The second type of onesie was designed by a demon from the nether regions of hell, or perhaps by Satan himself. The sole purpose of these outfits is to torture new parents to the point of nihilism. The zipper has been replaced on these jumpsuits by multiple tiny snap buttons that need to be closed. A demonstrative example is below.

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Imagine for a moment the following scenario:

It’s 2:00 a.m. You are awakened by your baby screaming for something. After a few seconds of half-asleep confusion you realize it’s likely not food, because he just screamed for his bottle about 45 minutes ago. So, you conclude he must need changing.

You roll out of your comfortable bed and stumble in a sleep-deprived stupor to your baby and place him in the changing area. You open the offending diaper and are relieved to find it’s just wet. You place him in a fresh diaper. You’re almost done now, and you yearn for that warm, comfortable bed this tiny human has summoned you from. You just need to get him dressed again.

Here’s the thing about babies: they move. They are not baby dolls and are actually capable of motor functions. You manage to place your squirming baby into the open jumpsuit. You place his tiny arms through he sleeves, which is always easy. You drape the legs over his feet. He immediately kicks them off. You replace the onesie legs. He kicks them off again. You mumble and grumble and replace the legs once again. He kicks them off again. You replace them once more, and immediately snap some leg buttons closed. Any buttons. He can’t kick them off now.

You proceed to methodically close the approximately 66 snap buttons on the entire outfit. Only one-quarter asleep now, you take a look at your handiwork and realize that the buttons are not aligned properly and there’s large gaps in the jumpsuit. You undo the approximately 74 snaps on the onesie and start over.

Only first, your baby kicks the jumpsuit off his legs again. You replace the onesie legs. He kicks them off again. You mumble and grumble and begin to cry and replace the legs once again. He kicks them off again. You replace them once more, and immediately snap some leg buttons closed. You proceed to methodically close the approximately 82 snap buttons that line the seams of the jumpsuit.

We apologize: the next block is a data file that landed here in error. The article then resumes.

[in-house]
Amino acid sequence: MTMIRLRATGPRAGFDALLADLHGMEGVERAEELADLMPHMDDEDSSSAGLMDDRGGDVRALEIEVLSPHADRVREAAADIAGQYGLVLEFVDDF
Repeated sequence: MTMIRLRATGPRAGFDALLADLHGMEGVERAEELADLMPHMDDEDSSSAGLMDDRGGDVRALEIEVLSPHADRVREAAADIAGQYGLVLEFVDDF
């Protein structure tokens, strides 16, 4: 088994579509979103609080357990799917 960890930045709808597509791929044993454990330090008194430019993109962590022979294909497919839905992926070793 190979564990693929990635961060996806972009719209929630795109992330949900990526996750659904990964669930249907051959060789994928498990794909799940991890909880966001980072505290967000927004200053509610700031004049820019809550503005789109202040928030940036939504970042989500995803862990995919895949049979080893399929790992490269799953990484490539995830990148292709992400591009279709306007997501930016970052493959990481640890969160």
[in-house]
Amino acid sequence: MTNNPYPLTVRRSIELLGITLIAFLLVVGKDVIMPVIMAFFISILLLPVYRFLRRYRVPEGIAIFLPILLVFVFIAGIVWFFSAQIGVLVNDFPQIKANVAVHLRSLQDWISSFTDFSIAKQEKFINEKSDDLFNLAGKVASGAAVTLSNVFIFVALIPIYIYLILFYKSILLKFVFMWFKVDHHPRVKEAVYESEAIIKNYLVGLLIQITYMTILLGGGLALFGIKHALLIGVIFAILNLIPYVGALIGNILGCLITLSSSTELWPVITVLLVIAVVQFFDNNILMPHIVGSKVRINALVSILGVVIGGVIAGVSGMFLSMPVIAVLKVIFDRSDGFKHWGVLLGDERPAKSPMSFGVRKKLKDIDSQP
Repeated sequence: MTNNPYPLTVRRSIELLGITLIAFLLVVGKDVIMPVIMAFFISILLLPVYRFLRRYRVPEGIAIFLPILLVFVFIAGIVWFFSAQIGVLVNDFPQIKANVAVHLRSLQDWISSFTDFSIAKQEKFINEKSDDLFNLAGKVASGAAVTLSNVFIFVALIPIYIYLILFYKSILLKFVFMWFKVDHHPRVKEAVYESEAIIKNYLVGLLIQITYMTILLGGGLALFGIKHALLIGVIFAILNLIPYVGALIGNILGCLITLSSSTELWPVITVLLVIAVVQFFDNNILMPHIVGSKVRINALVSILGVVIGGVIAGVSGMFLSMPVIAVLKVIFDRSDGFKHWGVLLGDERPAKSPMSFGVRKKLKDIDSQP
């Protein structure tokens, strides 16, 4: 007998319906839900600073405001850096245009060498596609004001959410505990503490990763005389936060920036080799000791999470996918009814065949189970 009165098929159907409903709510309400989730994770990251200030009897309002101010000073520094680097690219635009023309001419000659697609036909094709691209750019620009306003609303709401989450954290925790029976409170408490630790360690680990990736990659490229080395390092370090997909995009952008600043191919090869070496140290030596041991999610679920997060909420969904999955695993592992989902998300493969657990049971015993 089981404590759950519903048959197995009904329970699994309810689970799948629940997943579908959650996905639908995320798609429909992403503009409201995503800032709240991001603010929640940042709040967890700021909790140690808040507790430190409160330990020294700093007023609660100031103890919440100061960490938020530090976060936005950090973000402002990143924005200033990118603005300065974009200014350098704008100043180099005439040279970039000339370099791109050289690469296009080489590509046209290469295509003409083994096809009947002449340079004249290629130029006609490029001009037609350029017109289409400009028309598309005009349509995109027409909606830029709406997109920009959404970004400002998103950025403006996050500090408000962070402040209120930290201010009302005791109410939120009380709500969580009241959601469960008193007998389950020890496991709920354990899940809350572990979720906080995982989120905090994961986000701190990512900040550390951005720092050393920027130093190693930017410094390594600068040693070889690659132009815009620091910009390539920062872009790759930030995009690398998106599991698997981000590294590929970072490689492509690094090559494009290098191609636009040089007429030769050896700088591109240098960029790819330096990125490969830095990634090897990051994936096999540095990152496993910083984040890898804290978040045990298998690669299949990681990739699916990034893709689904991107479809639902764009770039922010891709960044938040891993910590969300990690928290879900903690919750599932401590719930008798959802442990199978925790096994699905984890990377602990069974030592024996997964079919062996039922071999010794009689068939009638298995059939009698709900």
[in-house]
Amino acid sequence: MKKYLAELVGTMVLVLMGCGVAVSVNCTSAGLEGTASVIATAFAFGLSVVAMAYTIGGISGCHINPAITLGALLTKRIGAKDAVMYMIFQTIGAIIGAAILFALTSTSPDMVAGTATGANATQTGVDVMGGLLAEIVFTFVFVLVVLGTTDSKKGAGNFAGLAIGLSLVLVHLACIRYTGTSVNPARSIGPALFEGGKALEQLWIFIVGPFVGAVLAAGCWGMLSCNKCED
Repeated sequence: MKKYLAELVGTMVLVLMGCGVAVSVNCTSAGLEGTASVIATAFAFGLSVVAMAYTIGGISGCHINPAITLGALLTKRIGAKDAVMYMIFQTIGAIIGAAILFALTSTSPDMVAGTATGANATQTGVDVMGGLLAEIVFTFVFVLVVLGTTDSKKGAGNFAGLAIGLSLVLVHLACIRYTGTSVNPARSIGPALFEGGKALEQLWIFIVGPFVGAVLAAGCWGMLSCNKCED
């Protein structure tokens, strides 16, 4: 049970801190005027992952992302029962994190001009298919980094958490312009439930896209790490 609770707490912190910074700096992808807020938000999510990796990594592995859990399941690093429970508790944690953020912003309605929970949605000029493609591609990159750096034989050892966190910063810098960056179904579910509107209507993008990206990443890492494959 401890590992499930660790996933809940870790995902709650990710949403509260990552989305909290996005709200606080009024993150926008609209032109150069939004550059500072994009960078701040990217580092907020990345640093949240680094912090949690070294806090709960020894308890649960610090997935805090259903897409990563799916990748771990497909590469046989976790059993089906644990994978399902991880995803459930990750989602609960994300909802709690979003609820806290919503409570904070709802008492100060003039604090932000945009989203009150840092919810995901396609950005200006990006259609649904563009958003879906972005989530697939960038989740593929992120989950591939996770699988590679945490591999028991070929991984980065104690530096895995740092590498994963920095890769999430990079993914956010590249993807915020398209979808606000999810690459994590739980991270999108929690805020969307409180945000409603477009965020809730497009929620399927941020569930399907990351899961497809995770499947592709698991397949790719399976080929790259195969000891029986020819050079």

Once done, and now only one-eighth asleep at 2:30 a.m., you admire your handiwork and realize that once again the buttons are not aligned properly as a result of your baby’s constant squirming and crying while you were trying to close them. You unbutton the approximately 98 snap buttons that line the seams of the jumpsuit and start anew.

Fully awake now at 2:40 a.m., you drape the legs over your baby’s feet. He immediately kicks them off. You replace the onesie legs. He kicks them off again. You mumble and grumble and wish for your death and replace the legs once again. He kicks them off again. You replace them once more, and immediately snap some leg buttons closed. You proceed to methodically close the approximately 117 snap buttons that line the seams of the jumpsuit. Finally, and mercifully, you have managed to get all of them closed and perfectly aligned.

You walk back to your bed and lay in its comforting warmth. Since you are fully awake now, you simply stare at the ceiling of your bedroom and ponder what type of sadist ever designed such nonsensical baby clothes. Then, after approximately 10 more minutes, your son starts crying for you again.

Yes, take it from me new parents, stay clear of the snap onesies. Only buy the zippered onesies.

His Heart Grew Three Sizes

I am a Grinch. A modern day Scrooge. Christmas does not fill my heart with joy and warmth. It fills my gut with anxiety (bills!) and heart with disdain (traffic! hustle! bustle!). I was not always this way. I enjoyed the holiday until Rudolph and elves started making an appearance on store shelves in August, and people started complaining and threatening boycotts over the color and design of a coffee cup. People wish me a “Merry Christmas” or “Happy Holidays” and I respond, offended by neither, with an equal opportunity “Humbug!”

My wife is the exact opposite of me. I married the female version of Buddy The Elf. She skips to and fro during the holidays spreading Christmas cheer for all to hear. She enjoys wrapping gifts, decking the halls, hanging the stockings by the chimney with care and all that other nonsense.

This year is our son’s first Christmas, and I’ve been dreading it. The family logistics of Christmas are always a headache, but I knew they would be even more so with both sets of grandparents clamoring for time and the child’s attention for his first Christmas. I knew my wife would make an even bigger deal of the holiday than normal. More presents would need to be bought. The obligatory Santa photo would need to be taken.

In the four months since his birth, I’ve had precious little time to do anything other than go to work and help take care of him. During this time, I’ve noticed that he tends to favor my mannerisms, my personality (he’s grumpy a lot) and my appearance. So, part of me wondered as we approached The Most Wonderful Time of the Year whether he would also inherit my view of the holiday, or whether he’d be Santa’s Little Helper.